Unknown

Dataset Information

0

Inaccurate diagnosis of HIV-1 group M and O is a key challenge for ongoing universal access to antiretroviral treatment and HIV prevention in Cameroon.


ABSTRACT: BACKGROUND: Increased access to HIV testing is essential in working towards universal access to HIV prevention and treatment in resource-limited countries. We here evaluated currently used HIV diagnostic tests and algorithms in Cameroon for their ability to correctly identify HIV infections. METHODS: We estimated sensitivity, specificity, and positive and negative predictive values of 5 rapid/simple tests, of which 3 were used by the national program, and 2 fourth generation ELISAs. The reference panel included 500 locally collected samples; 187 HIV -1 M, 10 HIV-1 O, 259 HIV negative and 44 HIV indeterminate plasmas. RESULTS: None of the 5 rapid assays and only 1 ELISA reached the current WHO/UNAIDS recommendations on performance of HIV tests of at least 99% sensitivity and 98% specificity. Overall, sensitivities ranged between 94.1% and 100%, while specificities were 88.0% to 98.8%. The combination of all assays generated up to 9% of samples with indeterminate HIV status, because they reacted discordantly with at least one of the different tests. Including HIV indeterminate samples in test efficiency calculations significantly decreased specificities to a range from 77.9% to 98.0%. Finally, two rapid assays failed to detect all HIV-1 group O variants tested, with one rapid test detecting only 2 out of 10 group O specimens. CONCLUSION: In the era of ART scaling-up in Africa, significant proportions of false positive but also false negative results are still observed with HIV screening tests commonly used in Africa, resulting in inadequate treatment and prevention strategies. Depending on tests or algorithms used, up to 6% of HIV-1 M and 80% of HIV-1 O infected patients in Cameroon do not receive ART and adequate counseling to prevent further transmission due to low sensitivities. Also, the use of tests with low specificities could imply inclusion of up to 12% HIV negative people in ART programs and increase budgets in addition to inconveniences caused to patients.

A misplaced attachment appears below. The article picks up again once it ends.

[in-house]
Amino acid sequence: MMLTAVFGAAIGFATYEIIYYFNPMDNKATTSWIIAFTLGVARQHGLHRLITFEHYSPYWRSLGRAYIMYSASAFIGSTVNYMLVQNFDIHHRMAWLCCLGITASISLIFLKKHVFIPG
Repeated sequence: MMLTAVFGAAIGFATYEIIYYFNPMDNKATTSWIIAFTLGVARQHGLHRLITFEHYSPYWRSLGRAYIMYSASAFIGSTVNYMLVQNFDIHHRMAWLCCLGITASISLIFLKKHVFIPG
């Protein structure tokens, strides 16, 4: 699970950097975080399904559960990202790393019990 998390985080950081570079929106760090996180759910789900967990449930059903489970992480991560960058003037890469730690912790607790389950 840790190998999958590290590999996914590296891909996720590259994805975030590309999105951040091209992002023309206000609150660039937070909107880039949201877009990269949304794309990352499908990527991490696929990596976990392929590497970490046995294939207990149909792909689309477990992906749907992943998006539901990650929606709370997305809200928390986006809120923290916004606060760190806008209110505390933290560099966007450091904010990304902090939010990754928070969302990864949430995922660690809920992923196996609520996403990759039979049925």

PROVIDER: S-EPMC2768789 | BioStudies | 2009-01-01

REPOSITORIES: biostudies

Similar Datasets

2011-01-01 | S-EPMC3086828 | BioStudies
| S-EPMC5499248 | BioStudies
| S-EPMC4400764 | BioStudies
2017-01-01 | S-EPMC5277521 | BioStudies
| S-EPMC5074335 | BioStudies
| S-EPMC3753336 | BioStudies
| S-EPMC5540651 | BioStudies
| S-EPMC7516202 | BioStudies
| S-EPMC7774845 | BioStudies
| S-EPMC4748215 | BioStudies